Impact Report


We want you to be as excited about recycling and biodegradation as we are! That’s why our goal is to provide as much information as possible about the enhanced biodegradation of our bottles and what we are trying to accomplish. We prefer to use quantifiable numbers and tangible real-world examples of what is possible with our new EcoBlu® bottles.

For the example outlined below, we used our 2023 numbers as if they were EcoBlu® materials (does not include the cap or label). In 2023, Malibu C used 163,114 pounds of plastic for our Maliblu bottles. The below gives you an example of what those bottles, had they been our new EcoBlu® bottles, would have produced if disposed of in a biologically active landfill and their biogases were harnessed for energy.*

Impact report

We can’t wait to see what 2024 brings and what real world data we will be able provide!

*Eden Research Labs estimates that 50-65% of plastic weight is converted into bio-methane. In our independent ASTM D5511 studies, our bottles product 52.2% CH4 (methane). We used 52.2% in our example above.

* provides information about U.S. landfills and their renewable energy initiatives. Waste Management, cited in our example above as our local recycling facility, is one of the leaders in landfill biogas energy recovery, capturing 79% of methane at their landfills. With this data, we can estimate how much biogas energy can be captures from our packaging and relate this to other metrics in our daily lives: i.e. miles driven, homes heated, etc.

*Learn more about the EPA Greenhouse Gas Equivalency Calculator HERE.

EcoBlu® Biodegradation Explained

Independent ASTM D5511 tests that represent biologically active landfills on representative packages have shown 60.6% biodegradation in 388 days. This means our EcoBlu® bottles, when disposed of in a biologically active landfill, will biodegrade 60.6% in just 388 days!

The chart below gives you a visual of our EcoBlu® biodegradation in 388 days compared to standard plastic and organic cellulose. (Does not include the caps or labels.)

To further explain this process, we dive into what plastic is. Polymers, also known as plastics, are made of long molecular chains of organic molecules called monomers. Polymers don’t exist in nature, and most are designed to be extremely stable and as a result, they don’t easily biodegrade.

EcoBlu® is made with Eco-One® technology which enhances the biodegradation of Malibu C bottles through a series of chemical and biological processes when disposed of in a biologically active landfill. It allows the plastic to be consumed (as a food energy source) by microbes.

Plymers explanation


In a microbe-rich environment, such as a landfill, Eco-One® attracts microbes and these microbes start colonizing on plastic. The enzymes secreted by the microbes turn the plastic hydrophilic (water-loving). As a result, a bio-film that is rich in microbes and moisture forms on and adheres to the surface of the plastic. Microbes then hydrolyze the plastic using secreted enzymes and water.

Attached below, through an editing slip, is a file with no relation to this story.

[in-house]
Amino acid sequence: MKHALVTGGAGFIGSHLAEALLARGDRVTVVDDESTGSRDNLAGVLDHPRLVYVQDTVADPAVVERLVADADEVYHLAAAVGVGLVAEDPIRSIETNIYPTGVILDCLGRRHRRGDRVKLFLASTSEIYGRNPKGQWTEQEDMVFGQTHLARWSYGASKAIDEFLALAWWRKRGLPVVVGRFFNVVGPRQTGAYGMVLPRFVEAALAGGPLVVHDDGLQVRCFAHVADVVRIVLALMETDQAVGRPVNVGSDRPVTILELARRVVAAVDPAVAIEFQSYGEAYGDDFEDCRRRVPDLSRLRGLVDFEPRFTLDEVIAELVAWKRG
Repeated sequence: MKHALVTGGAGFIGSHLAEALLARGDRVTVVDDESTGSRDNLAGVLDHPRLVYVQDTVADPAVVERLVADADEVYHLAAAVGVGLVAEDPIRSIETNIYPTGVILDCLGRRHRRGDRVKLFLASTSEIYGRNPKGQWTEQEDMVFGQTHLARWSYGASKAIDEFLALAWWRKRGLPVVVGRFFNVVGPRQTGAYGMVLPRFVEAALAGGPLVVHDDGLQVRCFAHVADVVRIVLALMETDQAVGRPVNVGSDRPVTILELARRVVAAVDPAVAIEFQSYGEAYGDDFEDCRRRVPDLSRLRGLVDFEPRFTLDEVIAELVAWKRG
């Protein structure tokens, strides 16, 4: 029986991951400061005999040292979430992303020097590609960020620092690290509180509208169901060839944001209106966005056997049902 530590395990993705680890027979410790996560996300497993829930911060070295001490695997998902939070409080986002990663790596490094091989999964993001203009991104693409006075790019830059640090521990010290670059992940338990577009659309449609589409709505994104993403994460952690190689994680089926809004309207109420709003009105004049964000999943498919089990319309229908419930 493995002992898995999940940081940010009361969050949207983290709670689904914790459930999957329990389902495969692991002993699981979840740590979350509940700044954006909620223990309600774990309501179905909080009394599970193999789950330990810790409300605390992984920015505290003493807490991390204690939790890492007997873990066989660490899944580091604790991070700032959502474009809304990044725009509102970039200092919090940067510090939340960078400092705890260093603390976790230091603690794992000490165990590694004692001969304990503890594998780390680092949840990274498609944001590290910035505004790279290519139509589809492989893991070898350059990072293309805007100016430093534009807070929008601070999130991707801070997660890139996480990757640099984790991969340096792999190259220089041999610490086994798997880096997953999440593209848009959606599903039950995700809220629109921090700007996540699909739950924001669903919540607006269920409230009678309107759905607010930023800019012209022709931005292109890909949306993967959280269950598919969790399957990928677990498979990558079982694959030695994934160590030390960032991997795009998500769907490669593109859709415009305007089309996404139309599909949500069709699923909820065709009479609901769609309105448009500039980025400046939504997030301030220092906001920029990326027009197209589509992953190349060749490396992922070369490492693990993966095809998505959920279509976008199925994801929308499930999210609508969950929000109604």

Aggressive accumulation of water expands the plastic matrix and gives the microbes access to the entire polymer matrix. The most likely points of attack on hydrocarbon polymers are at or near the chain ends.


The microbes break down the large “synthetic” polymer chains into simpler “organic” monomers, thus allowing for the consumption of the polymer matrix. In the process, they secrete certain signaling molecules that other microbes can detect. This signaling process is an invitation to others to come join the feast. Volatile organic fatty acids, hydrogen, and carbon dioxide are formed in the initial stages.


Different types of microbes join the feast. Each one uses different elements of the polymer and/or various by-products of the intermediate biological reactions as a food source, breaking down the complex polymer chains. Certain enzymes (from microbes) begin reducing the complex polymer branching while others look for bulkier chains similar to fatty acids. A syntrophic environment containing diverse species of microbes is established to continue the complex chemical steps of biodegradation. Throughout this process, microbes continue to multiply.


During the biodegradation process the molecular weight of the plastic material is reduced and the molecular weight distribution is broadened. The molecular weight reduction has occurred on chains of all lengths in the original plastic material matrix. As individual polymer chains biodegrade, biomass (humus), and biogases (methane and carbon dioxide) are left behind. The carbon dioxide produced in the intermediate steps is being consumed in each subsequent step; therefore, not much is left at the end. The methane can then be captured for energy use.